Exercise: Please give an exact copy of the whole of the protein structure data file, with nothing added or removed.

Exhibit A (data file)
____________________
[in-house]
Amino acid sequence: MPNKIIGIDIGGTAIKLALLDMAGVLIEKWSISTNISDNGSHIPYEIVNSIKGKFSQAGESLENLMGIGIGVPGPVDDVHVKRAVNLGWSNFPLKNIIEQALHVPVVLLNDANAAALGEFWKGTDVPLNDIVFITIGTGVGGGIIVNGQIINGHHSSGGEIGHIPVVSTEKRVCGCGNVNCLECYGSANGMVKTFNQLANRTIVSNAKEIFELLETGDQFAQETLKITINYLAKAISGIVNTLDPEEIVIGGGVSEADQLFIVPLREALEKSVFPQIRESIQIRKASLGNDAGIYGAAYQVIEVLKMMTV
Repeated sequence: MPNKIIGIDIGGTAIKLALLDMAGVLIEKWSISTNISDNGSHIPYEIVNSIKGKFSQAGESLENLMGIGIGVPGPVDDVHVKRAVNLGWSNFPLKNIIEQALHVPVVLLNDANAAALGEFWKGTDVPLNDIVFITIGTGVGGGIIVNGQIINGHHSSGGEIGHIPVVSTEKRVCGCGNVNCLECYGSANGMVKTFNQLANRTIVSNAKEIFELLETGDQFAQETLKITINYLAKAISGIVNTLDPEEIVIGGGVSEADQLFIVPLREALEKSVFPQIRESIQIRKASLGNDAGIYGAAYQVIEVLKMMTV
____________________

[in-house]
Amino acid sequence: MPNKIIGIDIGGTAIKLALLDMAGVLIEKWSISTNISDNGSHIPYEIVNSIKGKFSQAGESLENLMGIGIGVPGPVDDVHVKRAVNLGWSNFPLKNIIEQALHVPVVLLNDANAAALGEFWKGTDVPLNDIVFITIGTGVGGGIIVNGQIINGHHSSGGEIGHIPVVSTEKRVCGCGNVNCLECYGSANGMVKTFNQLANRTIVSNAKEIFELLETGDQFAQETLKITINYLAKAISGIVNTLDPEEIVIGGGVSEADQLFIVPLREALEKSVFPQIRESIQIRKASLGNDAGIYGAAYQVIEVLKMMTV
Repeated sequence: MPNKIIGIDIGGTAIKLALLDMAGVLIEKWSISTNISDNGSHIPYEIVNSIKGKFSQAGESLENLMGIGIGVPGPVDDVHVKRAVNLGWSNFPLKNIIEQALHVPVVLLNDANAAALGEFWKGTDVPLNDIVFITIGTGVGGGIIVNGQIINGHHSSGGEIGHIPVVSTEKRVCGCGNVNCLECYGSANGMVKTFNQLANRTIVSNAKEIFELLETGDQFAQETLKITINYLAKAISGIVNTLDPEEIVIGGGVSEADQLFIVPLREALEKSVFPQIRESIQIRKASLGNDAGIYGAAYQVIEVLKMMTV